Crime and Punishment Analysis

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A quick look at our history will show that the American criminal justice system has changed greatly over the years. From the purpose of prisons to the number of people incarcerated, American imprisonment has evolved. The question is whether these changes are for the better or worse. SafeHome.org surveyed over 1,000 people to get their take on the American criminal justice system, including their perceptions of sentence lengths and prison alternatives.

We Agree There Needs to Be a Change

More than two-thirds of participants agreed there are too many people in American prisons. That being said, around a fifth of the people surveyed thought the number of people in prison was appropriate. The survey results also varied based on participants’ race/ethnicity and political affiliation. Over 70% of both Democrats and Independents thought there were too many people in the prison system, while less than 50% of Republicans believed the same thing. However, more than 70% of both Hispanic/Latino and black or African American respondents concurred.

Some Surprising Numbers

Black or African American and Hispanic/Latino participants were also the most likely to feel crime punishments in the U.S. were too harsh. Only around 40% of white Americans agreed. 

When SafeHome.org delved into the incarceration numbers from 2018 to 2019, provided by the U.S. Sentencing Commission (USSC), the statistics showed that white and black or African Americans made up a similar percentage of incarcerated individuals, at about 20% each. However, Hispanic/Latino people made up over 55% of the inmate population at the federal level, with over a third of their crimes attributed to immigration. The study also states that President Trump’s recent crackdown on immigration might be a possible reason for this escalated number. 

Does the Crime and Time Match Up?

It makes sense to assume a murder charge will come with a heavier sentence than a trespassing charge, but what does the actual time served look like compared to what’s sentenced? Even though 40% of participants believed American crime punishments are too extreme, they also felt prison sentences should be about three years longer, on average. The study found that respondents wanted particularly harsh punishment for individuals guilty of infringing on American freedoms. Instead of the 1.8 years actually served, on average, the participants wanted to see over eight years served.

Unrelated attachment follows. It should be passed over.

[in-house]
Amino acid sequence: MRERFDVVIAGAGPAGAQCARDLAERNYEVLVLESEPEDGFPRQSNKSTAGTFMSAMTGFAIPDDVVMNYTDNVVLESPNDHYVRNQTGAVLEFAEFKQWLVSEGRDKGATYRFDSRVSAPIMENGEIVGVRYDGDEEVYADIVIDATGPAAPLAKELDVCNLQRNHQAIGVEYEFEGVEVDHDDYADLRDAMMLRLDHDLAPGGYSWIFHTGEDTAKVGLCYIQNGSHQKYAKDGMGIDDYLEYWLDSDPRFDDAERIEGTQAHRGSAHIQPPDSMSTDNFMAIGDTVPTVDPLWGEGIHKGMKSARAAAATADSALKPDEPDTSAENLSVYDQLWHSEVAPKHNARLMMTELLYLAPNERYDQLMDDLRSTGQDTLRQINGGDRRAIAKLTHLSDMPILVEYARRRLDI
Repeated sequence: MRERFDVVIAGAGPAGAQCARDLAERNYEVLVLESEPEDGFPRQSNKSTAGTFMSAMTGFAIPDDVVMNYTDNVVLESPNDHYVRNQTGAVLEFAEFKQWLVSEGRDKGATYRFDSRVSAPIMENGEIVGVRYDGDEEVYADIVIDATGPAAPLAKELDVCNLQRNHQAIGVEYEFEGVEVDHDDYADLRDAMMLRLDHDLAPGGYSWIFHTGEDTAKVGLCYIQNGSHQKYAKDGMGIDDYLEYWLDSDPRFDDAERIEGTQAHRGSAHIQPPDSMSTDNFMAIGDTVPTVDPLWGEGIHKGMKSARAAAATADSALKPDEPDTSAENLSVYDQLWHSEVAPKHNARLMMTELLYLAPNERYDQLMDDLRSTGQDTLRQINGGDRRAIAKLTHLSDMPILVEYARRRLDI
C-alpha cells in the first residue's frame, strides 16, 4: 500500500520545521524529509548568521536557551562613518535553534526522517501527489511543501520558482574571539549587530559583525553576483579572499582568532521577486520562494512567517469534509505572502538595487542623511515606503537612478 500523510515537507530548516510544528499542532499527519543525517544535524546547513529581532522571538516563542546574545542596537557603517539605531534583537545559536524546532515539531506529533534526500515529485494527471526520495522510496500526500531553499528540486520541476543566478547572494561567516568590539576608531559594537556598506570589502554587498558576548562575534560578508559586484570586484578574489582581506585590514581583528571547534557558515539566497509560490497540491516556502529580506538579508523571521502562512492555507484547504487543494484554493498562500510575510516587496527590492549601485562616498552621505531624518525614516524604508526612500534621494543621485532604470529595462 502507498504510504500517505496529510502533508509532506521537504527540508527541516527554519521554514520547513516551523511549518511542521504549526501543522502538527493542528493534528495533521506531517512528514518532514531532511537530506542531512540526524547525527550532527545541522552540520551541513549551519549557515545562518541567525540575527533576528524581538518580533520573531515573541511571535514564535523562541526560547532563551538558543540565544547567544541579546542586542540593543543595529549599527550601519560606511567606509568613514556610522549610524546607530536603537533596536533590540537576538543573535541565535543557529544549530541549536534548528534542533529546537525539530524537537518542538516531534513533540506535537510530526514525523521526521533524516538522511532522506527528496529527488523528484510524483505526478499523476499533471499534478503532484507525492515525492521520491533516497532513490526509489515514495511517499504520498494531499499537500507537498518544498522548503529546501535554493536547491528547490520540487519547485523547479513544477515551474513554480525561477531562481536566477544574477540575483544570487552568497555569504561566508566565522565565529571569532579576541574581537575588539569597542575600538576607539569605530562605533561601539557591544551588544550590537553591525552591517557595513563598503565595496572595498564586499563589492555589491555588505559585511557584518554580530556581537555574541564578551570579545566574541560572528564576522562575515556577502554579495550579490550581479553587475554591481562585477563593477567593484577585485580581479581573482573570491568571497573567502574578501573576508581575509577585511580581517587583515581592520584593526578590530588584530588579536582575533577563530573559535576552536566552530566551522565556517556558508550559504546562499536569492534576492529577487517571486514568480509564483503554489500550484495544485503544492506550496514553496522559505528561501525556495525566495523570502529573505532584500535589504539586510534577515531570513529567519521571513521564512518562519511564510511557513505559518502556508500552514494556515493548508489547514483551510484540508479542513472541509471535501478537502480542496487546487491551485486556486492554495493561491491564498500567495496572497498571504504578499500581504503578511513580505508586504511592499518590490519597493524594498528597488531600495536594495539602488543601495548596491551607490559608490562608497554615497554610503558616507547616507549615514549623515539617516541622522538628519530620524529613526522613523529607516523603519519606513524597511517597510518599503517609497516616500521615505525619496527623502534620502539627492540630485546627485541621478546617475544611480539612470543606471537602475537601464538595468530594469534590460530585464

Do We Need Prisons for Rehabilitation?

Alternatives to prison are steadily making their way into the conversation about criminal justice reform. It appears that some crimes don’t necessarily benefit from seeing a prison cell. If that’s the case, what are the alternatives? The study found that less than 1 in 10 participants thought marijuana possession should result in incarceration, while sexual abuse crimes saw over 80% approval for prison time. Fraud, firearm offenses, and environmental offenses saw a higher percentage than most advocating for fines in place of prison. 

Should We Help Prisoners While Incarcerated?

For those who are incarcerated, the idea is to rehabilitate them so they don’t re-offend once they are released. How should we go about making that happen, though? A majority of those surveyed agreed that mental health programs should be available for inmates. A significant portion also felt religious or spiritual activities should be made available. However, not as many people believed paid job opportunities should be offered to prisoners.

It’s Time for a Change

The number of people incarcerated in America continues to rise, even though many Americans disagree with how many people are going to prison. Tackling the problem with our system goes further than this fact, though. Political affiliation polarizes the way people feel about different aspects of the conversation, but overall, prison reform seems to be bipartisan. Americans agree we need to change the way we do things. It’s time to make sure the punishment equals the crime. 

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